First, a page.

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New Jersey Caves on Stun Guns: No More Ban

New Jersey is close to dismantling its total ban on stun guns for people who are not government agents. The ban was put in place in 1985.  Stun guns or Tasers, are commonly available to New Jersey Police officers. 138 law enforcement agencies in New Jersey have the devices. From nj1015.com

A total of 138 law enforcement agencies in New Jersey currently have stun guns, or Tasers, on hand, an office spokesman said Wednesday.

The ban was challenged with the Supreme Court unanimous decision in the Caetano case in Massachusetts. On 21 March of 2016, the Supreme Court issued a remarkable and, apparently to the Court, non-controversial decision.  In the Caetano PER CURIAM decision (pdf), the Court held that:

The Court has held that “the Second Amendment extends, prima facie, to all instruments that constitute bearable arms, even those that were not in existence at the time of the founding,” District of Columbia v. Heller, 554 U. S. 570, 582 (2008), and that this “Second Amendment right is fully applicable to the States,” McDonald v.Chicago, 561 U. S. 742, 750 (2010).

The decision, which was unanimous, has far reaching implications beyond mere stun guns.  Stun gun bans have already started falling like dominoes. From northjersey.com:

The New Jersey Second Amendment Society, which alongside a state resident sued Attorney General Christopher Porrino on grounds that New Jersey’s ban was unconstitutional, wanted it that way, said Alexander Roubian, the group’s president.

“We were adamant about fighting to make sure there was no permits or permission from the government attached to this,” Roubian said, citing the 2015 murder of a South Jersey woman who was waiting for a firearms permit as reasoning. “We feel this is very important in regard to allowing people to protect themselves.”

The dismantling of New Jersey’s stun gun ban comes six months after Porrino’s office signed a consent order acknowledging that the law violated the Second Amendment. But while gun groups cheer, New Jersey’s law enforcement community is ambivalent about the dismantling of the state’s 32-year law.

 

We do not know when stun guns will be allowed to be sold in New Jersey. It should be soon. The public comment for the new rules ends today, 22 October, 2017.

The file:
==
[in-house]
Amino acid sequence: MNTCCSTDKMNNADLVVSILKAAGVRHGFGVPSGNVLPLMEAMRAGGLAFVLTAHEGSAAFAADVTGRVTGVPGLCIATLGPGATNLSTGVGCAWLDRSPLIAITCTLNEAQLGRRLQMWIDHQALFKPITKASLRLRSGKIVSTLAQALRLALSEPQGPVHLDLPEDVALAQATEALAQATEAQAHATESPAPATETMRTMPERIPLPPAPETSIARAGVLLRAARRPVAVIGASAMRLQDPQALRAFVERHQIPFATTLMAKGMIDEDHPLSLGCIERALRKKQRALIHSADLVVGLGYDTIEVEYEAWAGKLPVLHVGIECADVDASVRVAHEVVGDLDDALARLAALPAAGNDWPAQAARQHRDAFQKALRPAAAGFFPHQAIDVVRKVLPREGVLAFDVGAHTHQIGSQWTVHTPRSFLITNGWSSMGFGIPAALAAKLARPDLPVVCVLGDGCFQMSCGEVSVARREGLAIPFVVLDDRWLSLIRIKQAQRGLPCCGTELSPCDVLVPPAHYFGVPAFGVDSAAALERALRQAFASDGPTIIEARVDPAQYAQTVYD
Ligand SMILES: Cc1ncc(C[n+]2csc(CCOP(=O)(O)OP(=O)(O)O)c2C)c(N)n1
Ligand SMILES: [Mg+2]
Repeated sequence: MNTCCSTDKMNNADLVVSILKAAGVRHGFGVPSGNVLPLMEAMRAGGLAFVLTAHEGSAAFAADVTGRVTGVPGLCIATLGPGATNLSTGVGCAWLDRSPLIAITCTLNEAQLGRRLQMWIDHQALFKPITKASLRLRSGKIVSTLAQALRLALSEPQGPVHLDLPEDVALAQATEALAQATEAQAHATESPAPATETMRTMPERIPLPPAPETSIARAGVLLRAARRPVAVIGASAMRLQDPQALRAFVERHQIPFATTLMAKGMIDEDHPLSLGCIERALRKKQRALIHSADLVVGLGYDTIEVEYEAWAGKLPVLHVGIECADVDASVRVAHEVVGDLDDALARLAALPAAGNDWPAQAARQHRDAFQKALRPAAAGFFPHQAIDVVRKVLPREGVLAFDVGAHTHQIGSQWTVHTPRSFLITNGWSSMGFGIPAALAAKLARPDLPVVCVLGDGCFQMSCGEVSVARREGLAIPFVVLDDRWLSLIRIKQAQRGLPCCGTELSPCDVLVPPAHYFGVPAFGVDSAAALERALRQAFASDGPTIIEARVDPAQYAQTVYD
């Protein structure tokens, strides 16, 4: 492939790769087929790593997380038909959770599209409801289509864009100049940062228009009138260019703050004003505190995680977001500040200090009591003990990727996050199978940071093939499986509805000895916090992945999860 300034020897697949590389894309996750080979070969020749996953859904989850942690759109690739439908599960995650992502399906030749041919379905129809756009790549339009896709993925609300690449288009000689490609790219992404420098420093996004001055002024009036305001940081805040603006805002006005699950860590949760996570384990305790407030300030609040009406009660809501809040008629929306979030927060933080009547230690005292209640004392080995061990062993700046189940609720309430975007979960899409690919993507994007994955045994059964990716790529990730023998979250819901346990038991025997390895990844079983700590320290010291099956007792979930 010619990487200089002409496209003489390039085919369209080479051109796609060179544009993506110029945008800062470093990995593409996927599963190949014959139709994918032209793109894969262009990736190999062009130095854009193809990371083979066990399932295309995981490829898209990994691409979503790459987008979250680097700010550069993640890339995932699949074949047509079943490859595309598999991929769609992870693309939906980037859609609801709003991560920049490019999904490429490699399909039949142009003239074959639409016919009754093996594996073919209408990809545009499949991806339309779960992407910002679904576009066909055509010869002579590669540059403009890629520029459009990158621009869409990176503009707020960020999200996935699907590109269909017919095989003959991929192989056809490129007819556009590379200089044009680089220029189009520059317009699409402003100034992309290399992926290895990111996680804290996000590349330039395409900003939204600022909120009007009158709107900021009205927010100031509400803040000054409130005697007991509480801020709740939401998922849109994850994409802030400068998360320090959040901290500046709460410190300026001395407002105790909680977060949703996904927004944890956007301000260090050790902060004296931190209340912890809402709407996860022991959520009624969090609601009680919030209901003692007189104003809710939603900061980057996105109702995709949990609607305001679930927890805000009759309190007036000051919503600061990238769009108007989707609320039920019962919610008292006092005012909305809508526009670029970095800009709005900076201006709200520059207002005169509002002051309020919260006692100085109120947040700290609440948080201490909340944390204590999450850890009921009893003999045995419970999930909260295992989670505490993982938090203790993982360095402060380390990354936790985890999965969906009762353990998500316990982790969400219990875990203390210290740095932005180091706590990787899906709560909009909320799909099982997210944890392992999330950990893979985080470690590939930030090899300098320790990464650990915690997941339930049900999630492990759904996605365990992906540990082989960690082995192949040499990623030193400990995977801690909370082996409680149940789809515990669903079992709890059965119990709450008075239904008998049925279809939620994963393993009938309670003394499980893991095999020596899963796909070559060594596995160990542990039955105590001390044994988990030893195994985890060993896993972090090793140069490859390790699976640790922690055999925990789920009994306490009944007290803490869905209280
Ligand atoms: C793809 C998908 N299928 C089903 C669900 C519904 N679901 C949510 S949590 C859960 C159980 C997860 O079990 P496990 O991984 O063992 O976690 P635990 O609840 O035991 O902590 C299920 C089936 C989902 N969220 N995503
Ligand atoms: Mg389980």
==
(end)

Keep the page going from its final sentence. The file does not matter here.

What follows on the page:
At least one online site is claiming that its products are now legal to be sold in New Jersey. From defenseproducts101.com:

TASER guns are now legal for citizen use in the state of New Jersey. New Jersey’s attorney general has formally agreed to lift the state’s ban on stun guns as part of a legal settlement with a group of gun rights advocates. Click here to read more.

It appears the online retailer may be a bit premature. The rules for sale havn’t been released to the public, yet.

But New Jersey, with a strong push from the Second Amendment, the Supreme Court, and the New Jersey Second Amendment Society, is about to get a little more freedom.

©2017 by Dean Weingarten: Permission to share is granted when this notice and link are included.  Gun Watch

Editor’s Note:  I would like to point out something interesting beyond simply New Jersey’s capitulation of its unconstitutional stun gun ban.  Particularly to the ruling by the Supreme Court in which the opinion states:

The Court has held that “the Second Amendment extends, prima facie, to all instruments that constitute bearable arms, even those that were not in existence at the time of the founding,” District of Columbia v. Heller, 554 U. S. 570, 582 (2008), and that this “Second Amendment right is fully applicable to the States,” McDonald v.Chicago, 561 U. S. 742, 750 (2010).

“Bearable arms” is a far reaching term and it is good that it is.  As a 2nd Amendment absolutist I am in favor of private ownership of automatic weapons, high powered rifles and all the kit and kaboodle that a free populace may need to one day defend itself against tyranny.

As a student of the sword and being trained in knife fighting I also appreciate the ability to bear such weapons without needing to jump through the hoops of an oppressive government body in order to do so or be flat out be denied to do so.  I would contend that any state that allows Constitutional carry or unlicensed open carry would, according to the wording of the Supreme Court’s opinion would not need a permit or any other permission to carry a knife or sword or any other bearable weapon.

 

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